Story of the 34th
Chapter Eleven — Story of Soanotalu
Story of Soanotalu
The grimmest fighting of the Treasury engagement occurred in the Soanotalu district, on the northern side of Mono Island. Here it was that the special combat team known as 'Loganforce' was landed on the morning of 27 October. It was under command of Major Logan, formerly of 34th Battalion, but at this time officer commanding the 8th Brigade Machine-gun Company. There were men of various units in 'Loganforce', but they won't quibble at seeing the story of Soanotalu told in a 34th Battalion history; for the bulk of the troops were men from this battalion. Most of our casualties were suffered at Soanotalu, and all the awards given to the battalion, save one, arose out of exploits performed there. The story of 'Logan-force' is one of the finest in the history of the Third Division.
Major Logan had the following troops under his command: a small headquarters; D company of 34th Battalion (commanded by Captain I. Graham); a section of machine-guns from the 8th Brigade machine-gun company; a field-ambulance detachment; an artillery observation party; 20 Americans of a construction battalion; and 60 American technical troops. At 6.30 am on 27 October a landing was made at the mouth of the Soanotalu River. Cliffs and sheer ridges, densely wooded, crowded in on the little 40'yard beach. There was no opposition, no sign of enemy occupation, and within a few minutes D company had fanned out, and was shortly holding a perimeter of about 150 yards radius. Patrols searched an area of 400 yards out from the perimeter and reported it clear. The CBs (men of the construction battalion) thereupon sent for their bulldozer and had it working by midday, ripping out a road up the steep incline from the beach. At 11 am a Jap, rifle slung, and unsuspecting walked into the lines of No 14 platoon, D company. He page 74was shot. Later in the day, just before evening, half-a-dozen of the enemy were seen on the western flank; shots were exchanged, and some of the Japs were wounded. The men settled in to their foxholes for the night but they were left in peace.
With the coming of dawn next day patrols were soon out, to a depth of 1000 yards, but no Japs were seen. The day passed uneventfully and the night was quiet. At 4.30 pm on 29 October, an attack was launched on the western perimeter by a party of about 20 Japanese. This part of the line was held by No 14 platoon, commanded by Lieutenant R. M. Martin. Two sections of another platoon were sent across to reinforce him, and a strong 3-inch mortar barrage laid down in front of the positions. The engagement lasted until dusk, when the Japs withdrew leaving five dead. We had no casualties. During the night, all was quiet, save for the intermittent crashing of our artillery which shelled the area outside the western perimeter.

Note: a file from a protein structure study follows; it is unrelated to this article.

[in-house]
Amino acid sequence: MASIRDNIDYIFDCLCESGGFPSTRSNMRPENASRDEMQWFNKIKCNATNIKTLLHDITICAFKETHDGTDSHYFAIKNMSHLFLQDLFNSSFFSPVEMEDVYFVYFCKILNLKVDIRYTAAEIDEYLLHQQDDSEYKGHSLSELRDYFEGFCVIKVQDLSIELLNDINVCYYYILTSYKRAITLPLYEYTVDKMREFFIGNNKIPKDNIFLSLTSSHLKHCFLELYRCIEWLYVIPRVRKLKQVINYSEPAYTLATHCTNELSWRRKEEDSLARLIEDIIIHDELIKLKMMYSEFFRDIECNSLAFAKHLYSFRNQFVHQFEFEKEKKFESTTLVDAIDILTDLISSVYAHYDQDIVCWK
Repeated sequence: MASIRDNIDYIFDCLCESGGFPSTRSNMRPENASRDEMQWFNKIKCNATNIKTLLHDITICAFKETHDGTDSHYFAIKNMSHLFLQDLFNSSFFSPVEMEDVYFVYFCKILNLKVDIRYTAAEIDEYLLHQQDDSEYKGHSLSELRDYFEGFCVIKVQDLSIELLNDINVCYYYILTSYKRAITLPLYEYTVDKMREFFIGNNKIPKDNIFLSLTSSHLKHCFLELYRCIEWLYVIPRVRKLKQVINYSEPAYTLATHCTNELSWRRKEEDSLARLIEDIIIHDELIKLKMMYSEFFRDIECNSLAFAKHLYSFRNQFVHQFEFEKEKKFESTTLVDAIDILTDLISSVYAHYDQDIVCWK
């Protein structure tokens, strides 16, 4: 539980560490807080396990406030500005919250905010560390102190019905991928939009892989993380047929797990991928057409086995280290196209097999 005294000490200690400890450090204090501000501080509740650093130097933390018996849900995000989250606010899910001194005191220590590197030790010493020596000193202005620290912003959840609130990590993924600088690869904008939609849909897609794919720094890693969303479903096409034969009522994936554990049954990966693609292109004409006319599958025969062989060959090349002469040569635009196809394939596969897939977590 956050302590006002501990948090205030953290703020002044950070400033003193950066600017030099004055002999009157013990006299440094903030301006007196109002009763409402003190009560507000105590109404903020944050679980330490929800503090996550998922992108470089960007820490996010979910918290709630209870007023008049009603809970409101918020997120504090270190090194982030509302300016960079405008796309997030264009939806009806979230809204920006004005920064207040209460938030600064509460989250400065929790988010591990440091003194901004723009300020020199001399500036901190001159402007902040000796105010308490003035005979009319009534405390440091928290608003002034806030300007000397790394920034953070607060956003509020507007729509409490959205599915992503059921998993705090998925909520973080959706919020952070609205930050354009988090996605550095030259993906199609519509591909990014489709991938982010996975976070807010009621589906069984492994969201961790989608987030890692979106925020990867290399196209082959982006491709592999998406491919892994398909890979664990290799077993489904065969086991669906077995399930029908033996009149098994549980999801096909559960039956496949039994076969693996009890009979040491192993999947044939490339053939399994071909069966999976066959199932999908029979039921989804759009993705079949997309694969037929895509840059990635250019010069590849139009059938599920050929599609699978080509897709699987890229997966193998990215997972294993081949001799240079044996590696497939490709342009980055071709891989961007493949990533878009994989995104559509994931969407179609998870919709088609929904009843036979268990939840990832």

At this stage the indications were that the enemy was retreating across the island from Falamai to Ulapu—the area immediately westward of Soanotalu. With the prospect of greater activity developing in this sector, brigade headquarters reinforced Loganforce' with the carrier platoon, C company headquarters, and one platoon of C company, all from 34th Battalion on Stirling. These arrived at first light on the morning of 30 October, bringing with them welcome replenishments of mortar ammunition. There were ominous signs that day that the enemy was concentrating in some strength to the west. Japs were frequently seen outside the western perimeter. From captured enemy diaries, it appears that the enemy spent the day scouting our positions and, as it turned out, his reconnaissances were accurate and well executed. The carriers were sent off eastwards towards Malsi, to patrol that ground, and careful probes were made south of the perimeter by small patrols, who kept constant line communication with the mortars, in case they ran into trouble. Throughout the night, the Japs were very active on the western perimeter, endeavouring to draw fire but no attack developed.
There followed a day of increased tension. Patrols moved up the Soanotalu River valley without making contact. The carriers returned from Malsi. All was clear in that direction. Out on the western flank, cautious patrolling indicated that the enemy was building up strength for an assault on Soanotalu, and possessed possibly 200 men with which to do it. Further reinforcements were asked for, page 75but the position in other parts of the island did not permit the release of any more men. On the last night of October, the Japs were again active, many grenade clashes taking place, particularly around the western perimeter. Nevertheless, no concerted attack was made, but it was evident that the enemy was present in large numbers, and equipped with a variety of weapons.
On 1 November, the lack of sleep and mental strain were beginning to tell. Major Logan considered the advisability of relieving the two platoons on the western side, for they were obviously in the hottest spot; but as the situation was likely to get worse, he decided against this, as the men knew their ground and could be expected to hold on there at least another night. Working out towards Ulapu that morning, a patrol under Lieutenant J. A. H. Dowell ran into trouble some 1500 yards from Soanotalu. There was a brisk skirmish lasting half an hour, in the course of which the enemy sustained a number of casualties. In this engagement, Corporal R. H. Haresnape, of D company, lost his life. Our patrol, probably outnumbered, withdrew toward our lines, but it had seen enough to confirm the growing evidence of Japanese intentions in the Ulapu-Soanotalu area. The whole of the perimeter and a blockhouse that had been erected on the beach were now tightly ringed with booby-traps, which were set each night. The C company men (under Major J. C. Braithwaite) along with the carriers were holding a separate perimeter 600 yards further inland.